When a reputable breeder imports a dog or dogs, it is usually from a reputable breeder on the other end. They have established a relationship and share common dog-breeding philosophies. Of course, there may be a time that you don’t get the whole story and the imported dog is not healthy. Instead of a blanket regulation, maybe the government should have sought the help of the appropriate dog community – like the AKC – to develop methods to import healthy dogs to assist dog breeders in acquiring new lines and building their pedigrees. 

Did I say the government should have sought out the community that is most affected? I must be dreaming. This is their usual approach to anything dog related: Lump all dog breeders in one category and impede their ability to breed dogs and acquire foreign bloodlines.


Bonnie West

Sarasota, Florida 

Boy, that's throwing the baby out with the bathwater. How about banning only the countries that don’t have checks or balances for health standards? I personally have imported two show dogs from Russia, and to say they have maximum health clearances would be an understatement. Don’t punish responsible people for problems caused by the shoddy practices of others.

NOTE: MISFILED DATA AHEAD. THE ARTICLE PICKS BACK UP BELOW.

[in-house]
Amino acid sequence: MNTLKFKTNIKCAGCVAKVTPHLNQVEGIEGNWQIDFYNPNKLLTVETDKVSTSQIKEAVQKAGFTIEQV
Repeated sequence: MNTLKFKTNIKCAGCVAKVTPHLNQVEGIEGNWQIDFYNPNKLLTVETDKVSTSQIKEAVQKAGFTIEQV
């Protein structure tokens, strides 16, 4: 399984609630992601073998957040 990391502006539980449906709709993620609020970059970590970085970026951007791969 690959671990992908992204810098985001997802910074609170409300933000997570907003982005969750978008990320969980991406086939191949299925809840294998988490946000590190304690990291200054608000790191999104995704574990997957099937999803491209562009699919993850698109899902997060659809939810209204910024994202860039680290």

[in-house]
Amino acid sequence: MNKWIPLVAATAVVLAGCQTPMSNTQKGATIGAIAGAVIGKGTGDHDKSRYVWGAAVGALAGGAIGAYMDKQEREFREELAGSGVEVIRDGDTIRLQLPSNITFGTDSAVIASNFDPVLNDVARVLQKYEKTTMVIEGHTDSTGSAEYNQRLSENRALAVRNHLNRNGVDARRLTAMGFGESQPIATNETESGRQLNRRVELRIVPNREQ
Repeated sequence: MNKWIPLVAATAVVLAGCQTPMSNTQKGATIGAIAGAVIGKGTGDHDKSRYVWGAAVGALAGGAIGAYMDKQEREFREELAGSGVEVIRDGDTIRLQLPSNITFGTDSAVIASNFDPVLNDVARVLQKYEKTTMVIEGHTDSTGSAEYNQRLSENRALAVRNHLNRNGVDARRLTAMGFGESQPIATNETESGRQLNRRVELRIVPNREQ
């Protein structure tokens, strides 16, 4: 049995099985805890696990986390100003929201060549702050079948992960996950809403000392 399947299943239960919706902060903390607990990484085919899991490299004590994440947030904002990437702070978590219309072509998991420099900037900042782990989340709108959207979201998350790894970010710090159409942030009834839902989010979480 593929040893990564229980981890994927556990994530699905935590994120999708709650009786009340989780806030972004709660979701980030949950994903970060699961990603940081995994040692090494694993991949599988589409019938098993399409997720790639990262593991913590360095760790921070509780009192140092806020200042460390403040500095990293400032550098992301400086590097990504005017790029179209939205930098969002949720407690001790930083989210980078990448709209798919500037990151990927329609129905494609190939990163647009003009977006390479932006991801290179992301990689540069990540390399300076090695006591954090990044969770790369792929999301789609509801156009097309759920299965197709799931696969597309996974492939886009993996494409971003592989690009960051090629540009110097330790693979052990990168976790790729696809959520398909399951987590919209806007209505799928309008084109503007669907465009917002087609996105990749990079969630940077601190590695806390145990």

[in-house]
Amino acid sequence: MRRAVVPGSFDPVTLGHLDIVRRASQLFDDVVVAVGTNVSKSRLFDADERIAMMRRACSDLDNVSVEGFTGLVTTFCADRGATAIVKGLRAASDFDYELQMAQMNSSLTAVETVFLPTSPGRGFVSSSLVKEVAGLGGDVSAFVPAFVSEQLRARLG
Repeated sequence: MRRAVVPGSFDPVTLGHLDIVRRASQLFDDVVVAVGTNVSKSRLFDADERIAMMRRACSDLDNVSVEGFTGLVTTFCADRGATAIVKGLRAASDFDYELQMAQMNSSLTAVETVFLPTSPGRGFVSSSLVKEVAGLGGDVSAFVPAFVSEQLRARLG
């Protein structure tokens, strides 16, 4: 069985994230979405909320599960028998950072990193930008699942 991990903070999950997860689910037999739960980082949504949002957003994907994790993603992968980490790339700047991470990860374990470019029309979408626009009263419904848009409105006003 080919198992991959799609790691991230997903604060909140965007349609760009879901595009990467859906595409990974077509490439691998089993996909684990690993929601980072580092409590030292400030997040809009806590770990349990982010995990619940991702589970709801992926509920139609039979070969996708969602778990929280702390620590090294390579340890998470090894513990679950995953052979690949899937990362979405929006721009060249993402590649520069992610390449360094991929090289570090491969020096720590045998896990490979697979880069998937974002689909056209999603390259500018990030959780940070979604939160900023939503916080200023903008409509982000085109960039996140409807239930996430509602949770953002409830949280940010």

Christina Debowski

Fox Point, Wisconsin

After much deliberation, I do believe there needs to be more control over all dogs imported from every country. This needs to include any “rescue” group that attempts to circumvent the rules of importing animals.

Having brought over dogs from Russia and the Ukraine, the questions my veterinarian had regarding any vaccines were not only valid, but something we as breeders and owners need to be concerned about.

So, yes, I would like to see our government do something to protect our dogs, too.